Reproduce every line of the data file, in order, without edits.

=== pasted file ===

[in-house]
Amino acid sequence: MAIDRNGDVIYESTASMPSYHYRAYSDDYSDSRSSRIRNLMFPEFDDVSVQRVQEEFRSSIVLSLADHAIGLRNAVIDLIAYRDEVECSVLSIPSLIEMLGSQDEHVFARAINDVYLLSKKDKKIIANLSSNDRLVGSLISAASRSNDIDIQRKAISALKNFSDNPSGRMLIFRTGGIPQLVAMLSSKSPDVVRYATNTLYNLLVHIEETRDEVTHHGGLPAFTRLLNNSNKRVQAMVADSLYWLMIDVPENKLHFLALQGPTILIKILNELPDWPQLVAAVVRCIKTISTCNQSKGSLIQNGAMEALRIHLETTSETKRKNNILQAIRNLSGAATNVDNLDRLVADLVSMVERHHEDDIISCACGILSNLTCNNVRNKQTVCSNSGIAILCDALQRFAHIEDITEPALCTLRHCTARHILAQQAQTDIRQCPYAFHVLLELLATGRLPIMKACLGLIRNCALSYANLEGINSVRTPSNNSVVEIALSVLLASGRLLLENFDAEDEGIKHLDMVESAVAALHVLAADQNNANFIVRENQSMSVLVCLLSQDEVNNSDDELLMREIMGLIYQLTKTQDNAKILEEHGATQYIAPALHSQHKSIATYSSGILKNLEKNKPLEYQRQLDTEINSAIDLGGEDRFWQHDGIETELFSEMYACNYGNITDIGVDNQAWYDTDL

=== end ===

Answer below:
[in-house]
Amino acid sequence: MAIDRNGDVIYESTASMPSYHYRAYSDDYSDSRSSRIRNLMFPEFDDVSVQRVQEEFRSSIVLSLADHAIGLRNAVIDLIAYRDEVECSVLSIPSLIEMLGSQDEHVFARAINDVYLLSKKDKKIIANLSSNDRLVGSLISAASRSNDIDIQRKAISALKNFSDNPSGRMLIFRTGGIPQLVAMLSSKSPDVVRYATNTLYNLLVHIEETRDEVTHHGGLPAFTRLLNNSNKRVQAMVADSLYWLMIDVPENKLHFLALQGPTILIKILNELPDWPQLVAAVVRCIKTISTCNQSKGSLIQNGAMEALRIHLETTSETKRKNNILQAIRNLSGAATNVDNLDRLVADLVSMVERHHEDDIISCACGILSNLTCNNVRNKQTVCSNSGIAILCDALQRFAHIEDITEPALCTLRHCTARHILAQQAQTDIRQCPYAFHVLLELLATGRLPIMKACLGLIRNCALSYANLEGINSVRTPSNNSVVEIALSVLLASGRLLLENFDAEDEGIKHLDMVESAVAALHVLAADQNNANFIVRENQSMSVLVCLLSQDEVNNSDDELLMREIMGLIYQLTKTQDNAKILEEHGATQYIAPALHSQHKSIATYSSGILKNLEKNKPLEYQRQLDTEINSAIDLGGEDRFWQHDGIETELFSEMYACNYGNITDIGVDNQAWYDTDL